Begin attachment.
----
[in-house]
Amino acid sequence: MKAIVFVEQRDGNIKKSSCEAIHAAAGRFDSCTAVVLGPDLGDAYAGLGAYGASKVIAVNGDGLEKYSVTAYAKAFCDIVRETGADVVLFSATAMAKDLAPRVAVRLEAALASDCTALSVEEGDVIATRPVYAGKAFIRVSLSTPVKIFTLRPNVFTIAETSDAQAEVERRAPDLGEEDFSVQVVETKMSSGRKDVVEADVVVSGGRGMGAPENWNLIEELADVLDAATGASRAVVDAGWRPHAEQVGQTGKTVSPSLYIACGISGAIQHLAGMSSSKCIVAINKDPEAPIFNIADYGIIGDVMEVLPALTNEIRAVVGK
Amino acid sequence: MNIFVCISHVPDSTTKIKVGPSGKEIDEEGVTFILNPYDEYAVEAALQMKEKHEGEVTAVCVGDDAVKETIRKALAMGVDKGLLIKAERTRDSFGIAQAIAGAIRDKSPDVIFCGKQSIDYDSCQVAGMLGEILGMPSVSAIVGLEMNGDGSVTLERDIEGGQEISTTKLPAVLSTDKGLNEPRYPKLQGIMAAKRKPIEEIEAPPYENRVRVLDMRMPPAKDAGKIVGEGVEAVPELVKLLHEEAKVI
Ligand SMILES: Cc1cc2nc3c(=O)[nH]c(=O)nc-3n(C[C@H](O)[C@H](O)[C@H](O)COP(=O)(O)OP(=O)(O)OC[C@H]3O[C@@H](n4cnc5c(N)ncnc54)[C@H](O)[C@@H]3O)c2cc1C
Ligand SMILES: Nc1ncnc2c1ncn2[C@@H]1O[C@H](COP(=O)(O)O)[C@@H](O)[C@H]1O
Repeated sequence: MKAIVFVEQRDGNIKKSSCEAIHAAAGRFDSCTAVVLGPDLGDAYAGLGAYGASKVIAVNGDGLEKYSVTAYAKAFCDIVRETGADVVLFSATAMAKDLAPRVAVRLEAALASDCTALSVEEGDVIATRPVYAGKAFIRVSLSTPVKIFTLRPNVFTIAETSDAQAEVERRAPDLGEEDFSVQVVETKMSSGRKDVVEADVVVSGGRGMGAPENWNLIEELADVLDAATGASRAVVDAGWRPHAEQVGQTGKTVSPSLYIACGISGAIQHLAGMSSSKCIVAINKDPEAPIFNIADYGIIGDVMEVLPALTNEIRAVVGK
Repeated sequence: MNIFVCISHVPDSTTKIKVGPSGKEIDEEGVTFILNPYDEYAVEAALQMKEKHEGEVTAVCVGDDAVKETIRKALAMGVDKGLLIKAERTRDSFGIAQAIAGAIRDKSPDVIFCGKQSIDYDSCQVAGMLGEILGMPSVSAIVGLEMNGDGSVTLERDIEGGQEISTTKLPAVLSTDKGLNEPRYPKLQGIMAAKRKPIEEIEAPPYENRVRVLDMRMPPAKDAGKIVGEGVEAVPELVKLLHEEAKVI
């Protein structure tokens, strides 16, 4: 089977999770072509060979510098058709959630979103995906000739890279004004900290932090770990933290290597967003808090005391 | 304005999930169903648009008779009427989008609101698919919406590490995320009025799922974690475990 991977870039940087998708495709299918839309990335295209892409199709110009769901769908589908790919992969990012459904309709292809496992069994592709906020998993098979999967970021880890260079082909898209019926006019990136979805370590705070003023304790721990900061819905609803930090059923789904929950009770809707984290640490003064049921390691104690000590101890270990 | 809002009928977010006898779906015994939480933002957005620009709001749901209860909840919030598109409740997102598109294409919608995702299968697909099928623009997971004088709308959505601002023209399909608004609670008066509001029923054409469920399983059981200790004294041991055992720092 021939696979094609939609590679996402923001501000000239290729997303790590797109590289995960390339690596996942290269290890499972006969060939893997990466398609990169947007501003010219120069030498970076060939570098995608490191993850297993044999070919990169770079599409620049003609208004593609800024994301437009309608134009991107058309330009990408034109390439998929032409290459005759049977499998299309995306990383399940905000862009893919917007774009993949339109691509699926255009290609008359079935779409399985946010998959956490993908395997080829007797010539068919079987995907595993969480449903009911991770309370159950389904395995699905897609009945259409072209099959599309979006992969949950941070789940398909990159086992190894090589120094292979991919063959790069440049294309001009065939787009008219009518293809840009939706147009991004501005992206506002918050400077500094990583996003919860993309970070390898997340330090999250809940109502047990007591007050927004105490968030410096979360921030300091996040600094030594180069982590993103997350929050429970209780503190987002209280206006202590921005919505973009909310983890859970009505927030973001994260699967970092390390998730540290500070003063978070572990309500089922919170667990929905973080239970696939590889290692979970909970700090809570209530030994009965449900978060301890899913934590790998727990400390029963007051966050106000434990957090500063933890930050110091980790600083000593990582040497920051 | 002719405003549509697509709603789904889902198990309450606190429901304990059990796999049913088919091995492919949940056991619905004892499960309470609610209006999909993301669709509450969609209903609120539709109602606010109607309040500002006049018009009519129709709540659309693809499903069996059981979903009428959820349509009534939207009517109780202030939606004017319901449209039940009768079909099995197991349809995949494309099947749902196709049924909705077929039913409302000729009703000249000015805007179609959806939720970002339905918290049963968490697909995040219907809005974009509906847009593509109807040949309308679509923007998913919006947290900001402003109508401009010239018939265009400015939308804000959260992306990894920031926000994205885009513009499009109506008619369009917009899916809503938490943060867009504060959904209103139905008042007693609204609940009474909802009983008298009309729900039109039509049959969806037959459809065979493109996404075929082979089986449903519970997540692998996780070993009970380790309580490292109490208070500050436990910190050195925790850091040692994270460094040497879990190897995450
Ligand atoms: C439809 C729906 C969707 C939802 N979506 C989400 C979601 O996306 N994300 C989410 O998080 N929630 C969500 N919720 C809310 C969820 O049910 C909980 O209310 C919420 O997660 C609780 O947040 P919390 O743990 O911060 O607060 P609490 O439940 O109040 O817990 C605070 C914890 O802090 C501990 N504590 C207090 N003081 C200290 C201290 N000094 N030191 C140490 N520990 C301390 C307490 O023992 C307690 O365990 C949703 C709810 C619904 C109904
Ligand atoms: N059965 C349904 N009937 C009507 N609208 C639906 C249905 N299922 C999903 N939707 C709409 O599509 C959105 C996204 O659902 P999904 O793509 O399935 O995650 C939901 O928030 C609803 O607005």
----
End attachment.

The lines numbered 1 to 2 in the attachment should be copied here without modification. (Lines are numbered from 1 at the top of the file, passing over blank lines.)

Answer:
[in-house]
Amino acid sequence: MKAIVFVEQRDGNIKKSSCEAIHAAAGRFDSCTAVVLGPDLGDAYAGLGAYGASKVIAVNGDGLEKYSVTAYAKAFCDIVRETGADVVLFSATAMAKDLAPRVAVRLEAALASDCTALSVEEGDVIATRPVYAGKAFIRVSLSTPVKIFTLRPNVFTIAETSDAQAEVERRAPDLGEEDFSVQVVETKMSSGRKDVVEADVVVSGGRGMGAPENWNLIEELADVLDAATGASRAVVDAGWRPHAEQVGQTGKTVSPSLYIACGISGAIQHLAGMSSSKCIVAINKDPEAPIFNIADYGIIGDVMEVLPALTNEIRAVVGK